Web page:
Research section: Clinical Anatomy & Biobanking
Office: O2 13E55
My research interest is the relationship between neuroanatomy and function of the cortex-basal ganglia system: its “functional neuroanatomy”. Because the basal ganglia receive information from the entire cerebral cortex the system is implicated in virtually all motor, cognitive and affective functions. How are these functions subserved anatomically? Moreover, how are these functions subserved under circumstances that fundamentally change information processing, such as altered dopaminergic neurotranmission or inputs from the brain stem? Dopamine neurotransmission may be affected by neurodegenerative disease, such as m. Parkinson, or by substance abuse. It is intriguing to see the similarities in the symptomatology of the two disorders and unraveling the changes in functional organization of the neural systems involved is what I find truly fascinating.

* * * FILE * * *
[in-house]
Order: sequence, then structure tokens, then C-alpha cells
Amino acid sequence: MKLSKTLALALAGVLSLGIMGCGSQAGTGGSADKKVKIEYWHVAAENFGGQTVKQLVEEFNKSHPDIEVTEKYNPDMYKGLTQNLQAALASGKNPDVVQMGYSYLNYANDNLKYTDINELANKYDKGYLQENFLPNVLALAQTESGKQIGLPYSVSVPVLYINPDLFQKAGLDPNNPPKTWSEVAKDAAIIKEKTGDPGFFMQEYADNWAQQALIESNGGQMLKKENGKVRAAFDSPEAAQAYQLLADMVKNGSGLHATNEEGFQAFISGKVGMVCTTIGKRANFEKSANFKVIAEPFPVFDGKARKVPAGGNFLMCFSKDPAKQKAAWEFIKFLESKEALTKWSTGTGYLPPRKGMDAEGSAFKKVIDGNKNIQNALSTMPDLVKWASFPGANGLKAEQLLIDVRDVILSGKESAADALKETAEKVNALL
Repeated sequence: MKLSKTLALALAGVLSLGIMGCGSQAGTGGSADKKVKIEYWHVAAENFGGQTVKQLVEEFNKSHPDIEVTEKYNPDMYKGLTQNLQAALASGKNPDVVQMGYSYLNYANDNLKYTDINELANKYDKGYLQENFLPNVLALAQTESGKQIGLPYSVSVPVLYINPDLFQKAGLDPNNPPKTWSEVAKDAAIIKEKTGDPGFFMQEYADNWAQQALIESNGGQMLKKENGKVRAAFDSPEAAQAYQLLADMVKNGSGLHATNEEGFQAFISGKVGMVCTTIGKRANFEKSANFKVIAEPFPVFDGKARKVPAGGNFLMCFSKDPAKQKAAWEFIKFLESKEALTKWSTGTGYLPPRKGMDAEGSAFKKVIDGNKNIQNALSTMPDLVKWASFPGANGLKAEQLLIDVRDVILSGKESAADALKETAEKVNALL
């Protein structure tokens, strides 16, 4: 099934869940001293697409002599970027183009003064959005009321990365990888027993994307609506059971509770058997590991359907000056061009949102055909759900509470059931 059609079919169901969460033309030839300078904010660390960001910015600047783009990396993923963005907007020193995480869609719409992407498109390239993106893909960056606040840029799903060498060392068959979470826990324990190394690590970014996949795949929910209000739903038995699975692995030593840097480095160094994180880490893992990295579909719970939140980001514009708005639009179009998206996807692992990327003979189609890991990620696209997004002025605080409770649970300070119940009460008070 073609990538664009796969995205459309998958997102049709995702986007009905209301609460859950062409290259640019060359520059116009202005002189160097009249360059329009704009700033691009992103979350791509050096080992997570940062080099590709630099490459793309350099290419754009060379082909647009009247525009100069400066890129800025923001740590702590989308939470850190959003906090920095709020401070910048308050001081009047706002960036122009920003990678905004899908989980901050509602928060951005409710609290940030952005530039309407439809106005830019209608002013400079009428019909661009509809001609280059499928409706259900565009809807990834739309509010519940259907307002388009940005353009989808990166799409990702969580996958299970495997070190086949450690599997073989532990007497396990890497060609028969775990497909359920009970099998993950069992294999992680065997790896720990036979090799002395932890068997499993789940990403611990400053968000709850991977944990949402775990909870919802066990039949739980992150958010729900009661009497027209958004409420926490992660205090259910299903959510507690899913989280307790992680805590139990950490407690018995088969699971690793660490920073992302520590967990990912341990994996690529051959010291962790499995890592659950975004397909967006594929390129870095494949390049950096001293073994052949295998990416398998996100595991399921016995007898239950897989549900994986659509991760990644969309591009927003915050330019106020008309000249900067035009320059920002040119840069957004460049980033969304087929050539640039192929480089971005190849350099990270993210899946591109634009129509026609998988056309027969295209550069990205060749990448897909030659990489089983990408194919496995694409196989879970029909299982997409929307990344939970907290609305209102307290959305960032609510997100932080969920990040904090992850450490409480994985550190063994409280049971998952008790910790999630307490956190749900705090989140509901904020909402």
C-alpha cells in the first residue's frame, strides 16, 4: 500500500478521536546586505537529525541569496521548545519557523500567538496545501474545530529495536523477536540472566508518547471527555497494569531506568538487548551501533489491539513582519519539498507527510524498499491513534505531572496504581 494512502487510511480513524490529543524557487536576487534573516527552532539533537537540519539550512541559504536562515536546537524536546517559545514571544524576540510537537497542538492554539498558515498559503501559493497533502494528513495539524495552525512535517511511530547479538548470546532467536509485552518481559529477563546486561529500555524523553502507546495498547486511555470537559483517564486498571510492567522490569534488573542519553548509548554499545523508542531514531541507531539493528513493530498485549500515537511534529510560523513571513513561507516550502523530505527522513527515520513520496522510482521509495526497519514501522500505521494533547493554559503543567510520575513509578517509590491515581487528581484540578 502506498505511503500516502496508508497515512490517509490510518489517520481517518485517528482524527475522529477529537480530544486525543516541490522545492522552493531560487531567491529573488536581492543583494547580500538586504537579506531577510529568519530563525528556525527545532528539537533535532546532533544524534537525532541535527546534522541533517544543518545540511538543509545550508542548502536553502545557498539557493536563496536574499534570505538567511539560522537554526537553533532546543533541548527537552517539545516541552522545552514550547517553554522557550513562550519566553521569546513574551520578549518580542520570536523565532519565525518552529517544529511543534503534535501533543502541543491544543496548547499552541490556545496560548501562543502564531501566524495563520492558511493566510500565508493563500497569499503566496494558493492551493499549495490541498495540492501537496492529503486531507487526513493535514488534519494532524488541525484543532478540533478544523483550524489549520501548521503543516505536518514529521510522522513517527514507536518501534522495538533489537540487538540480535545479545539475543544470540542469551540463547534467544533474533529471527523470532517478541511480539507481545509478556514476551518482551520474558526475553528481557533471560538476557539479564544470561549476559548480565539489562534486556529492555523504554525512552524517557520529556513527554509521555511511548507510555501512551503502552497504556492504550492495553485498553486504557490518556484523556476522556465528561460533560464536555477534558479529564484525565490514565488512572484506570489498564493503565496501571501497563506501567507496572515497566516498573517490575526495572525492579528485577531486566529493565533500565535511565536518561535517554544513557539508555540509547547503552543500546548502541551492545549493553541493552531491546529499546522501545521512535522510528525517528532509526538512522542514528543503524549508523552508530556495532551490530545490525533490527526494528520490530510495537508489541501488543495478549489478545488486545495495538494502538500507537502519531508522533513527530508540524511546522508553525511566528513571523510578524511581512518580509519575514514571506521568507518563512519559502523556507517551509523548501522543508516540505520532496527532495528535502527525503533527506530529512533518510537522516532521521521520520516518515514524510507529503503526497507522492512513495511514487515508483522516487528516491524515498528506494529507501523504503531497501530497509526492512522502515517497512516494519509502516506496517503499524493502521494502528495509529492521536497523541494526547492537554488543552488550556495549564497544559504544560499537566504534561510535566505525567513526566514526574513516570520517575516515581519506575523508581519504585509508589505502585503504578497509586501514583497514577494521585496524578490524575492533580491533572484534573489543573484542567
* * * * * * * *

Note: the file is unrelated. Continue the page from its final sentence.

Current projects in the lab essentially focus on the question how disturbances of the cortex-basal ganglia system may lead to behavioral disorders. These disturbances are caused either by inducing Parkinson-related pathology, such as degeneration of dopaminergic neurons, or by treating animals with substances that greatly affect dopaminergic neurotransmission, such as cocaine.